All of Mark Xu's Comments + Replies

I think this model is kind of misleading, and that the original astronomical waste argument is still strong. It seems to me that a ton of the work in this model is being done by the assumption of constant risk, even in post-peril worlds. I think this is pretty strange. Here are some brief comments:

  • If you're talking about the probability of a universal quantifier, such as "for all humans x, x will die", then it seems really weird to say that this remains constant, even when the thing you're quantifying over grows larger.
    • For instance, it seems clear that if
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Another risk is replacement by aliens (life or AI), either they get to where we want to expand to first and we're prevented from generating much value there or we have to leave regions we previously occupied, or even have it all taken over. If they are expansive like "grabby aliens", we might not be left with much or anything. We might expect aliens from multiple directions effectively boxing us in a bounded region of space. A nonzero lower bound for the existential risk rate would be reasonable on this account, although I still wouldn't assign full weight to this model, and might still assign some weight to decreasing risk models with risks approaching 0. Maybe we're so far from aliens that we will practically never encounter them. On the other hand, there seem to be some pretty hard limits on the value we can generate set by the accelerating expansion of the universe, but this is probably better captured with a bound on the number of terms in the sum and not an existential risk rate. This would prevent the sum from becoming infinite with high probability, although we might want to allow exotic possibilities of infinities.

Thanks Mark! This is extremely helpful.

I agree that it's important to look in detail at models to see what is going on. We can't settle debates about value from the armchair.

I'll try to type up some thoughts in a few edits, since I want to make sure to think about what to say.

Population growth: It's definitely possible to decompose the components of the Ord/Adamczewski/Thorstad model into their macroeconomic determinants (population, capital, technology, etc.). Economists like to do this. For example, Leopold does this.

It can also be helpful to decompose t... (read more)

I expect 10 people donating 10% of their time to be less effective than 1 person using 100% of their time because you don't get to reap the benefits of learning for the 10% people. Example: if people work for 40 years, then 10 people donating 10% of their time gives you 10 years with 0 experience, 10 with 1 year, 10 with 2 years, and 10 with 3 years; however, if someone is doing EA work full-time, you get 1 year with 0 exp, 1 with 1, 1 with 2, etc. I expect 1 year with 20 years of experience to plausibly be as good/useful as 10 with 3 years of experience.... (read more)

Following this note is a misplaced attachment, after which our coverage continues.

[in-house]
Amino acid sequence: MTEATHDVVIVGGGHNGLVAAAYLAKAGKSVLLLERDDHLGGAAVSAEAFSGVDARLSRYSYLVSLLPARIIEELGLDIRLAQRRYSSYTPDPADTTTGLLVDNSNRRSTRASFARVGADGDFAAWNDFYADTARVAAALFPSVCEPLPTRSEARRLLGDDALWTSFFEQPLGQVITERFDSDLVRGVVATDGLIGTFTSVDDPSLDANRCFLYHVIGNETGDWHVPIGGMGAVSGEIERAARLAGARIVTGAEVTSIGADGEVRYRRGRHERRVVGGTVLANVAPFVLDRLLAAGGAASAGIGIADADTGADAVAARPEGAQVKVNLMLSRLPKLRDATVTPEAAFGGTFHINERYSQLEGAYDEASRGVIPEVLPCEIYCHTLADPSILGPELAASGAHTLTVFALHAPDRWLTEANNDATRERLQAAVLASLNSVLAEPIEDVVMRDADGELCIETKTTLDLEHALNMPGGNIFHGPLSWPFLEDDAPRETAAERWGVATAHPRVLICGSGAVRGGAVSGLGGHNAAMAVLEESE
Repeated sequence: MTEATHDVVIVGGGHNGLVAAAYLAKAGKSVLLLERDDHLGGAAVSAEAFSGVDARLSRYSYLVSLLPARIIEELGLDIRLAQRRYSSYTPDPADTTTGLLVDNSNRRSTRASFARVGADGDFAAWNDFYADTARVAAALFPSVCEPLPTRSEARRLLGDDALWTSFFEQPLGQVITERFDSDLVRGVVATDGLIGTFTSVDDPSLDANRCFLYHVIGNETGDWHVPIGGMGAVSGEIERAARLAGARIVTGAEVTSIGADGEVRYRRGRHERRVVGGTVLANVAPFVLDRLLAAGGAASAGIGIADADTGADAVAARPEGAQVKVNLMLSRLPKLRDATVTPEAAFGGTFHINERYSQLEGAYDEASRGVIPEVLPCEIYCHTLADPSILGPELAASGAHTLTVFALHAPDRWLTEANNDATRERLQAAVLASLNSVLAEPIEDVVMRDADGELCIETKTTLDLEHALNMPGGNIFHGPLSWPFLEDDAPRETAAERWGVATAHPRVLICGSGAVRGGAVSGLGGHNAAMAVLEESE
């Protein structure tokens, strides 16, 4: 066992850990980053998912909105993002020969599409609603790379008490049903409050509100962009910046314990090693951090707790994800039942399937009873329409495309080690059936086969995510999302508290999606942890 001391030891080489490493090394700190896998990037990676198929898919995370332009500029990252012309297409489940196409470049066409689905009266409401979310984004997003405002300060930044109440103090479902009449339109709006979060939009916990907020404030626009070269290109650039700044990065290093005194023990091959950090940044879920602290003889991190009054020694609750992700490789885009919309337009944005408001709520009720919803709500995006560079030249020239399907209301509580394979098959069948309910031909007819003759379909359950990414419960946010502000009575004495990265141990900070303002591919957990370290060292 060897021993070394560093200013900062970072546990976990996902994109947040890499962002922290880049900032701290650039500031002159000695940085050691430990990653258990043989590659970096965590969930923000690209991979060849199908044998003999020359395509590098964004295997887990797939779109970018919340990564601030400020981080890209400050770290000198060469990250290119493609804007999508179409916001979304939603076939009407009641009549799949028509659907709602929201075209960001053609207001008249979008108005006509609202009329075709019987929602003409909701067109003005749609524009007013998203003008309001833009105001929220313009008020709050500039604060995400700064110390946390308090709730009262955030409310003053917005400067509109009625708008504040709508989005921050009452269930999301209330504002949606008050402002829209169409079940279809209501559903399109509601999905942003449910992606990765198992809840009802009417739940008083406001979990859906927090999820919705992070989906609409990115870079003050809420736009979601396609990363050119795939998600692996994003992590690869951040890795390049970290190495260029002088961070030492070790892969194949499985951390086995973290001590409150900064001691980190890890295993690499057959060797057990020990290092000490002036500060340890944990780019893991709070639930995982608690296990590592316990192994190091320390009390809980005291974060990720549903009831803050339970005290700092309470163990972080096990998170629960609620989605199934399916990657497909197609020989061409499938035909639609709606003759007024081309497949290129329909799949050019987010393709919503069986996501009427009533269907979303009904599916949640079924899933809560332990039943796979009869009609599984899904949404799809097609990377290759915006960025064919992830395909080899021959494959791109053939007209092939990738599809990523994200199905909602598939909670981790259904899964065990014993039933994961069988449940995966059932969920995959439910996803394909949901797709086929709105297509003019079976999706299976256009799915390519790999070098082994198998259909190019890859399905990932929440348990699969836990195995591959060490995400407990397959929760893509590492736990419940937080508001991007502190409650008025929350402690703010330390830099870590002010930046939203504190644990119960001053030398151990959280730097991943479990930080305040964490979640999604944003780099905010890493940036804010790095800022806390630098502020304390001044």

My bad, I meant to write "Part-time volunteering might not provide as much of an opportunity to build unique skills, compared to working full-time on direct work". Fixed.

I expect 10 people donating 10% of their time to be less effective than 1 person using 100% of their time because you don't get to reap the benefits of learning for the 10% people [emphasize mine]

"benefits of learning" doesn't feel like the only reason, or even the primary reason, why I expect full-time EA work to be much more impactful than part-time EA work, controlling for individual factors. To me, network/coordination costs seem much higher. E.g. it's very hard to manage a team of volunteer researchers or run an org where people volunteer 4h/week on average, and presumably less consistently.

One key difference is that "continuing school" usually has a specific mental image attached, whereas "drop out of school" is much vaguer, making them difficult to compare between.

Ah, I see. I guess I kind of buy this, but I don't think it's nearly as cut-and-dry as you argue, or something. Not sure how much this generalizes, but to me "staying in school" has been an option that conceals approximately as many major suboptions as "leaving school." I'd argue that for many people, this is approximately true - that is, people have an idea of where they'd want to work or what they'd want to do given leaving school, but broadly "staying in school" could mean anything from staying on ~exactly the status quo to transferring somewhere in a different country, taking a gap year, etc.

Many people in EA depart from me here: they see choices that do not maximize impacts as personal mistakes. Imagine a button that, if you press it, would cause you to always take the impact-maximizing action for the rest of your life, even if it entails great personal sacrifice. Many (most?) longtermist EAs I talk to say they would press this button – and I believe them. That’s not true of me; I’m partially aligned with EA values (since impact is an important consideration for me), but not fully aligned.